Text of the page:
An investigation while we were tied to Brussels was blocked by meddling Eurocrats. But now we have left the bloc Public Health England confirmed it would start testing products that campaigners claim were cynically marketed for children. A ban on “characterising flavours”, including menthol, came into force last May because the fresh taste masks the tobacco and is seen as luring young smokers.
On the same day the diktat was enforced Japanese Tobacco International launched a series of new brands, promoting them under the slogan “menthol reimagined”.
They were later forced to admit they still contained the minty substance.
PHE was stopped from investigating or stripping the products from shop shelves by the EU which insisted on a Europe-wide approach instead.
It meant the Government was forced to comply with the EU’s Tobacco Products Directive until the end of the transition period.
Brexit freedoms now mean the EU can no longer overrule the UK so PHE – an agency of the Department of Health and Social Care – has reopened its investigation into JTI, Britain’s best selling tobacco company.
It said: “The Government committed to comply with the EU’s Tobacco Products Directive until the United Kingdom and the EU’s transition period ended.
“The investigation into the selling of cigarette products that have a characterising menthol flavour is currently going through the process in accordance with the European Union (EU) Commission Implementing Regulation (EU) 2016/779.
“PHE has been preparing to begin testing products of interest now the transition period is complete and is in the process of commissioning an independent expert assessment of several products. In the meantime, PHE has communicated with manufacturers to alert them of its concerns that certain tobacco products that may have a characterising menthol flavour are still being sold.”
JTI is estimated to make £3 million every day its menthol replacements brands are sold in the UK, capitalising on rivals who scrapped their products to comply with the new law.
Deborah Arnott, chief executive of Action of Smoking & Health, said: ”Flavours are added to make cigarettes easier to smoke which makes it easier for children to get addicted. That’s why the ban was introduced.
“Just this month the Government launched a consultation on whether the ban was working. Clearly it’s not as JTI has put ‘menthol-reimagined’ products on the market arguing they don’t include ‘characterising’ flavours. This is clearly a loophole but it is easy to fix – the Government should ban all flavours, characterising or not.”
It is thought 280 children take up smoking every day in England. Health Secretary Matt Hancock is pushing for a smoke-free society by 2030.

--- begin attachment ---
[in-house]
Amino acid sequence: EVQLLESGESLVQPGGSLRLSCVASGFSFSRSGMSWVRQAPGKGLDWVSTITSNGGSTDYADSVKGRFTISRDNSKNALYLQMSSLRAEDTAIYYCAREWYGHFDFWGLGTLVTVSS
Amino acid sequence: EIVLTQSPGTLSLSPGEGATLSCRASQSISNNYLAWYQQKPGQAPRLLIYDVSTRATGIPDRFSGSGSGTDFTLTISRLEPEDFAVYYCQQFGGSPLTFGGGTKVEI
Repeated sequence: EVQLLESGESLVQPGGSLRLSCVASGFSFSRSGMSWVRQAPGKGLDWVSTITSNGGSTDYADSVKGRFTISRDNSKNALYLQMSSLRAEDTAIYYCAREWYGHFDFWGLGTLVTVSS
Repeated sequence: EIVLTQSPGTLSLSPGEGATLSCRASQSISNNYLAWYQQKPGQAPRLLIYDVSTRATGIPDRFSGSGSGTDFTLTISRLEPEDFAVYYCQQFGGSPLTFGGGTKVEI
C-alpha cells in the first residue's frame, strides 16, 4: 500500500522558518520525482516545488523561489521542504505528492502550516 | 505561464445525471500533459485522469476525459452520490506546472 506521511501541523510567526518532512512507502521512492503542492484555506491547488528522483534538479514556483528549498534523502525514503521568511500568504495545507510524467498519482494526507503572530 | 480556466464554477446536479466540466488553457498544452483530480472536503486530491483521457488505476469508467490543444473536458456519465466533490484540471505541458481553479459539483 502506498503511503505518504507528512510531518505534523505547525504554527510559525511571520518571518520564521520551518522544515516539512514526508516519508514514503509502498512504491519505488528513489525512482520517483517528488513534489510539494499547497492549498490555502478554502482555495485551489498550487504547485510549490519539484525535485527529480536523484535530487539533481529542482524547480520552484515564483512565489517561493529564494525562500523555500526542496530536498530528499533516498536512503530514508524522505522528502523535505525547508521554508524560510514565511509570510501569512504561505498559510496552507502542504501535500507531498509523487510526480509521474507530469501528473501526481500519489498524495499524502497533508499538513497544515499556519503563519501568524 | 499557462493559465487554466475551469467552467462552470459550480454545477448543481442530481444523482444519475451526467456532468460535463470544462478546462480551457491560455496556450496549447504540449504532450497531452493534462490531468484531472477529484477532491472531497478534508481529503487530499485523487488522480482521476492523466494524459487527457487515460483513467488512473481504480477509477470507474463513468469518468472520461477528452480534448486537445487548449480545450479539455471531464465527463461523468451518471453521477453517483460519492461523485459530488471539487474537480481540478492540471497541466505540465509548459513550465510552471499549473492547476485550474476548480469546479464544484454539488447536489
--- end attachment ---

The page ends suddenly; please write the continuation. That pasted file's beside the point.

Around a quarter of cigarettes smoked at the time of the ban were menthol, and most manufacturers scrapped them to comply.
But JTI – part-owned by the Japanese government – launched a new range including Sterling New Dual, Mayfair New Green and Benson & Hedges New Blue Dual.
The branding was in the same green packaging and even the names were kept the same as JTI’s previous familiar menthol range – but with the word “New” inserted in front.
They were launched under the slogan “menthol reimagined”.
It even set up a password-protected online training hub for retailers teaching them in how to push its new “fresh” range as a direct replacement to menthol smokers seeking a hit once the ban came in.
Smokers mocked how the cigarettes – marketed as having a “fresh” taste – were beating the ban.
Ellie Rylance said: “For anyone who thinks menthols have gone forever, they’re not. Sterling New Dual and B&H New Dual are a ‘special blend’ to get round the law but they’re menthol.”
A JTI UK spokesman said: “We no longer sell cigarettes with characterising flavours (including flavoured capsule cigarettes). Cigarettes with a characterising menthol flavour have been banned from May 2020. We are confident all our products are fully compliant with UK law.
“Some JTI cigarettes and rolling tobacco sold in the UK do still contain very low levels of menthol. This is not prohibited under the law, provided the use of such flavourings does not produce a clearly noticeable smell or taste other than one of tobacco – which they do not.
“All the ingredient information for our new products was shared with the authorities at both UK and EU level via the EU Common Entry Gate (EU-CEG) prior to their being placed on the market, so there is full transparency throughout this process.”